It's really going to be a lot of bother to rebuild my filesystem on the 160 drive, not to mention I can only fit about 16% of it on there. Is there any way to get wine detecting these extra drives, as both windows and ubuntu can ?


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 Post Posted: Sat Feb 27, 2010 10:25 am 
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Additional information:

I've found that if I create a link to a location on one of those two drives, and put the link somewhere wine can see, I can use that link to reach the directory, and load things from there. I can also browse every child of that directory, but NOT any parent directories of it. Going up a level takes me back to where the link is.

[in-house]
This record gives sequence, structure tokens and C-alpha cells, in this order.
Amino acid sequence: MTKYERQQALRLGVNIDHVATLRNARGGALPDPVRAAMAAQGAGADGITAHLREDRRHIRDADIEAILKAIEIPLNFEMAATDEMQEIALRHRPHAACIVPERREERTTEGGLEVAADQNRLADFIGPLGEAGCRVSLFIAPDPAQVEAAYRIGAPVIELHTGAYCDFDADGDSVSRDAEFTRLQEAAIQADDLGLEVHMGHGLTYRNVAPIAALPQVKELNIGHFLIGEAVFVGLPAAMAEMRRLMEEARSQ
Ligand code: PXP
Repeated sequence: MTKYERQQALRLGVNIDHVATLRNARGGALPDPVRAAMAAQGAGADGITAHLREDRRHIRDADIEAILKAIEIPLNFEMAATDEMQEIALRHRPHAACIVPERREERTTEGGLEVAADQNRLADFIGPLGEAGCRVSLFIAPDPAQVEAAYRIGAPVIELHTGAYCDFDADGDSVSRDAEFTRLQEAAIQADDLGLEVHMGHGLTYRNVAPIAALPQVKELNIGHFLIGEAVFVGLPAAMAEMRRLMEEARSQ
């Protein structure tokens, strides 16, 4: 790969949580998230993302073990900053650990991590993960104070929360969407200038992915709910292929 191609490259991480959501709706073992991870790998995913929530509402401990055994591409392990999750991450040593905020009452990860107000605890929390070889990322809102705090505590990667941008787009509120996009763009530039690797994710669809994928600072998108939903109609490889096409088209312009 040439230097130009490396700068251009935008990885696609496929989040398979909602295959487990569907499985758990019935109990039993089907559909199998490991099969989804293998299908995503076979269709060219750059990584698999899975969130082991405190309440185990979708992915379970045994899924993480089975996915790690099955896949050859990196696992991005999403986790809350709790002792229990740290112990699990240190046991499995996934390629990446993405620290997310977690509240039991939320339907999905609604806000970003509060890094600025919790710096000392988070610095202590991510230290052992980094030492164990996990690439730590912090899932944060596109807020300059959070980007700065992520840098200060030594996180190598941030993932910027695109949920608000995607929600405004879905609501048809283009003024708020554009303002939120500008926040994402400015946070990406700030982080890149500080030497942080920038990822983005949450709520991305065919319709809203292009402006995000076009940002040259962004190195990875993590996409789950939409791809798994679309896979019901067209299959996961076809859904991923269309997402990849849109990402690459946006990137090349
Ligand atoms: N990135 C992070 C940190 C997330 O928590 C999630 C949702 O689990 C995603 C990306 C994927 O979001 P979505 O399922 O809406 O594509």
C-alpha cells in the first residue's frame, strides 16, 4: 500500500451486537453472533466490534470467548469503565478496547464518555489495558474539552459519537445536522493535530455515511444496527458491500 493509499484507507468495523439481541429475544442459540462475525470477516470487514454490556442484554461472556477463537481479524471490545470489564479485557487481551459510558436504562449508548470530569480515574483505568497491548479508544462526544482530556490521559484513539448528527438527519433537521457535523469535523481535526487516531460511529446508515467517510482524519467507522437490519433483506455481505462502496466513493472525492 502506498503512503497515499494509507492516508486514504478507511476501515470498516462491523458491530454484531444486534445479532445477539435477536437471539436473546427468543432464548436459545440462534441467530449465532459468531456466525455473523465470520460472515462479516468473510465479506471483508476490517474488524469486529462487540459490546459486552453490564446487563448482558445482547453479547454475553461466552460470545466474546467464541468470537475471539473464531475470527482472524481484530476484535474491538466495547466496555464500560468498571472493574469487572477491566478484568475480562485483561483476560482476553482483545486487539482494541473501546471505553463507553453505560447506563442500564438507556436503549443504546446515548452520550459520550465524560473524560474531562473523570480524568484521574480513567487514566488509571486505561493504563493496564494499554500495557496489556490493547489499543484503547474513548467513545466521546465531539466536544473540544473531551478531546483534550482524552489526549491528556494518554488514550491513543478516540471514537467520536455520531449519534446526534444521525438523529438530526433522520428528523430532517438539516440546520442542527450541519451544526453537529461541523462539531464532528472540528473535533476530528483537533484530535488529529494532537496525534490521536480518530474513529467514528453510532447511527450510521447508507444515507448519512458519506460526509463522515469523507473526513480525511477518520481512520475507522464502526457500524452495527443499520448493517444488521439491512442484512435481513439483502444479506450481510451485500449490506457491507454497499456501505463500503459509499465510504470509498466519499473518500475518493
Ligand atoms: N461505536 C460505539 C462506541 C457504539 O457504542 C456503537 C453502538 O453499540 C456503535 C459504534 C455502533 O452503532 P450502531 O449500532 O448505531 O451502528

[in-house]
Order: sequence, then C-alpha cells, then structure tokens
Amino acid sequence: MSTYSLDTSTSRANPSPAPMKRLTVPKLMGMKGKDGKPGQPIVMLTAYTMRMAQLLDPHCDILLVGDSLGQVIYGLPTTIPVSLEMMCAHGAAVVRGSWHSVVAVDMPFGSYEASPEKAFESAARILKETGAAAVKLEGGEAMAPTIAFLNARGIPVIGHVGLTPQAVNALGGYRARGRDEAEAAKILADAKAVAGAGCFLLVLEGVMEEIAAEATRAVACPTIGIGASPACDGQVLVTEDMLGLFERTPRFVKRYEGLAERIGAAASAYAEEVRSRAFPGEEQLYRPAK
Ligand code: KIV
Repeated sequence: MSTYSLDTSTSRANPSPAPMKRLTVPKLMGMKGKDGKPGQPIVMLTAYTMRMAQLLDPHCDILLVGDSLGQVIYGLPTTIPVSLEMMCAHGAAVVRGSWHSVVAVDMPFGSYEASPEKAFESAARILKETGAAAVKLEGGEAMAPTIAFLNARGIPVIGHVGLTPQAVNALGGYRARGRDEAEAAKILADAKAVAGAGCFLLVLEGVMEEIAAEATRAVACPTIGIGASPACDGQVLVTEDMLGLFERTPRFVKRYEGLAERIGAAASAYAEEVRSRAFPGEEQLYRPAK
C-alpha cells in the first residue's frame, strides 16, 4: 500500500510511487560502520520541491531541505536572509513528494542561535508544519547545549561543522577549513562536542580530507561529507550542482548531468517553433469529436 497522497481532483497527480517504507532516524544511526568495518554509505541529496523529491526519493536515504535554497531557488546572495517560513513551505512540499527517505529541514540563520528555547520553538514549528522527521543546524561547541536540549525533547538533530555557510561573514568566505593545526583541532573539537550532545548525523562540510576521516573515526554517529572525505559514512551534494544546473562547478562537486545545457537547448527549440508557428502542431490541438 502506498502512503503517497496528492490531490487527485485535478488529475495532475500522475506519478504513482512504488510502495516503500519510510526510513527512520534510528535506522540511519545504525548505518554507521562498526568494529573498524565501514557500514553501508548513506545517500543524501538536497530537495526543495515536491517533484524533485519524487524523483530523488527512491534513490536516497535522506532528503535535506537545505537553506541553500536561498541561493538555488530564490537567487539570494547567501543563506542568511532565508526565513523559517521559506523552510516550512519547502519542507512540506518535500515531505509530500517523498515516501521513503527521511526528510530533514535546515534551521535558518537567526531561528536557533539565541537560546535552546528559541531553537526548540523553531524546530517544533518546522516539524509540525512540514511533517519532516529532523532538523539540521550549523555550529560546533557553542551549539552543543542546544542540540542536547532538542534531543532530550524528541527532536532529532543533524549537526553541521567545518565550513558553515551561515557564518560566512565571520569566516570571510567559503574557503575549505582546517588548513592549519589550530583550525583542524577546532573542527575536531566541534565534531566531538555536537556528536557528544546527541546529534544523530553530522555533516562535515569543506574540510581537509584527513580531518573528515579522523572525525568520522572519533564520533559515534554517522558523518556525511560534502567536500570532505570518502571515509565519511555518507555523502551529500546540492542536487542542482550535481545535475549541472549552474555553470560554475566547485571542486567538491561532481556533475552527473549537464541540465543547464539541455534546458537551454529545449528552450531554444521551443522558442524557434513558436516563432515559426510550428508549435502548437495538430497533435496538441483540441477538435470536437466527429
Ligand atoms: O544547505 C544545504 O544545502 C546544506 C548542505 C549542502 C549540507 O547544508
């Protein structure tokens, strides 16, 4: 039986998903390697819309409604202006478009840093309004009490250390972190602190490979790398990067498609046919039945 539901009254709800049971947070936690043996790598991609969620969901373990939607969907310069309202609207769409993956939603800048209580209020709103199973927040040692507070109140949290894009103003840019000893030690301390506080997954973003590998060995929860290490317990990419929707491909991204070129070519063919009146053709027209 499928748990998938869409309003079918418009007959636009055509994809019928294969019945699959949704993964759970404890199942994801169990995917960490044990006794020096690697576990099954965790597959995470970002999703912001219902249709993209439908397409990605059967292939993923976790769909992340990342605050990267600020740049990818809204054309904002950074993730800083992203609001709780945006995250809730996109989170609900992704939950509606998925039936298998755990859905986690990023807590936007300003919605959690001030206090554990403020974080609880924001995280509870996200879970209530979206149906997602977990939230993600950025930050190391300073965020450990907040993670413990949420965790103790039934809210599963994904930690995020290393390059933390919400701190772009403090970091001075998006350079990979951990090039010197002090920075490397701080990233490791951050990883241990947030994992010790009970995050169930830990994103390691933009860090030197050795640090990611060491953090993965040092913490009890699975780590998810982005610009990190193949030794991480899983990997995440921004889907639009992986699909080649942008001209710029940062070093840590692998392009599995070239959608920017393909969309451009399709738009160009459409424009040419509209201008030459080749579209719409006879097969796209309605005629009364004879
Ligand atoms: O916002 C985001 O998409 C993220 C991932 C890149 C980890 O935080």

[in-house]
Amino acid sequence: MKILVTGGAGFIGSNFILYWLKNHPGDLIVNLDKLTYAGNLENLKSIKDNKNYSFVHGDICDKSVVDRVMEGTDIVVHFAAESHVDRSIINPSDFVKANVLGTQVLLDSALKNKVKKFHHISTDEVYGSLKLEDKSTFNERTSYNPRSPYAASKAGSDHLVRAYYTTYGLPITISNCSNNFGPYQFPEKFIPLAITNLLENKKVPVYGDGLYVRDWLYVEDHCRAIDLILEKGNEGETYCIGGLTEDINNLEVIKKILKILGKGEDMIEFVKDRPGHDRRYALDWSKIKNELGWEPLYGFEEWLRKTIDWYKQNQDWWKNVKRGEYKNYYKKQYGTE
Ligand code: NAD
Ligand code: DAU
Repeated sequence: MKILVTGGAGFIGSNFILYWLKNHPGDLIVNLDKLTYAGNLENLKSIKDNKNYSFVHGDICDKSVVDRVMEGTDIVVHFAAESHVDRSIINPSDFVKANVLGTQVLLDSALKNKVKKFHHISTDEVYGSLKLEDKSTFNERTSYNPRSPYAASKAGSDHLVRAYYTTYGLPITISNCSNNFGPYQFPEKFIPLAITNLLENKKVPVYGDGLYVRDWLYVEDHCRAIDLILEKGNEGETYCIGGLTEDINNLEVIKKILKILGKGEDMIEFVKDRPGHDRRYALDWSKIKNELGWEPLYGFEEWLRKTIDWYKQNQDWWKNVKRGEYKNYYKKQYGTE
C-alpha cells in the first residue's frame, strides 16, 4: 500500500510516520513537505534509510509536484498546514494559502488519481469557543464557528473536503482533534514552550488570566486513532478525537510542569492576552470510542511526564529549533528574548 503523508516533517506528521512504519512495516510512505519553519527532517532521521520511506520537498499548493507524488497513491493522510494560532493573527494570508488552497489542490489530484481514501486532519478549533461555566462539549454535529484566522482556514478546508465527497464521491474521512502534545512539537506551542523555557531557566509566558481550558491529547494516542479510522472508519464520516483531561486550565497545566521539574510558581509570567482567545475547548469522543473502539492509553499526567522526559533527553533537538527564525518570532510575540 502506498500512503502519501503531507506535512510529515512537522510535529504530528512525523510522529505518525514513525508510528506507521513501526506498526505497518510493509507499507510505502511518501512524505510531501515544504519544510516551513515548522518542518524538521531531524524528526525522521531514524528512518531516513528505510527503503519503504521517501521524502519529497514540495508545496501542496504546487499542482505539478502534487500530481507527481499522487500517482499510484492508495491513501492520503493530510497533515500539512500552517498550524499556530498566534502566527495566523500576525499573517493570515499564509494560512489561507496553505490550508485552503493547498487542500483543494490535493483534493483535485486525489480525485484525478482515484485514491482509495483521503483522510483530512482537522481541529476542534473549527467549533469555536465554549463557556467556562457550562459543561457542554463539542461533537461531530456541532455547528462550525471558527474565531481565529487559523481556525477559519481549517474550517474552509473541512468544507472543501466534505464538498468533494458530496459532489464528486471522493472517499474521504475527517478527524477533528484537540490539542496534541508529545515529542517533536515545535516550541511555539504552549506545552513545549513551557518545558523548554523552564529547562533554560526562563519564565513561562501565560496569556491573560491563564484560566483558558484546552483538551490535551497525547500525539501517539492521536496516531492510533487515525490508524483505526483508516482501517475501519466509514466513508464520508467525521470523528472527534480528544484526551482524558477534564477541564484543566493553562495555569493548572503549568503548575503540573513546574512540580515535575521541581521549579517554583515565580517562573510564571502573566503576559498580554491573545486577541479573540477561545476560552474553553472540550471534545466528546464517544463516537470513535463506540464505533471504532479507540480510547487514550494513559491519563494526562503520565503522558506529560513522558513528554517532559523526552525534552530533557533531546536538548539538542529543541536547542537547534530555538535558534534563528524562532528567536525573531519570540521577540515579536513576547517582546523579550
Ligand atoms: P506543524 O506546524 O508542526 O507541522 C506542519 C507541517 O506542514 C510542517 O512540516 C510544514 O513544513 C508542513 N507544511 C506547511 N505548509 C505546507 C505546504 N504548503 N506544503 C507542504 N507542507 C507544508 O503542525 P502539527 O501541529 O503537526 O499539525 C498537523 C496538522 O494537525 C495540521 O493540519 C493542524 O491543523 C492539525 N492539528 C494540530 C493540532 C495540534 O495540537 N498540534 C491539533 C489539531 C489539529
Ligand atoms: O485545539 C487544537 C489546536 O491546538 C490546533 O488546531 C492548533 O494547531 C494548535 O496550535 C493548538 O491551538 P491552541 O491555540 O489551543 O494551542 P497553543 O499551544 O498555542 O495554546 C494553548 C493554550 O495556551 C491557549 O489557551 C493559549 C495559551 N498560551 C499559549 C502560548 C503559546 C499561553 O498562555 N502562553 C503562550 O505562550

I guess I can just create links to the root of those drives as a workaround then, this doesn't really solve the problem, but at least it's manageable.


Also, all three drives are SATA


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 Post subject:
 Post Posted: Sat Feb 27, 2010 10:37 am 
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In winecfg you need to set the drives up but really don't use Wine in combination with Windows partitions, you can easily mess up your Windows installation, break programs and also mess up Wine. Most programs don't work from a Windows partition due to missing registry keys and dlls.


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 Post Posted: Sat Feb 27, 2010 10:57 am 
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Thunderbird wrote:
In winecfg you need to set the drives up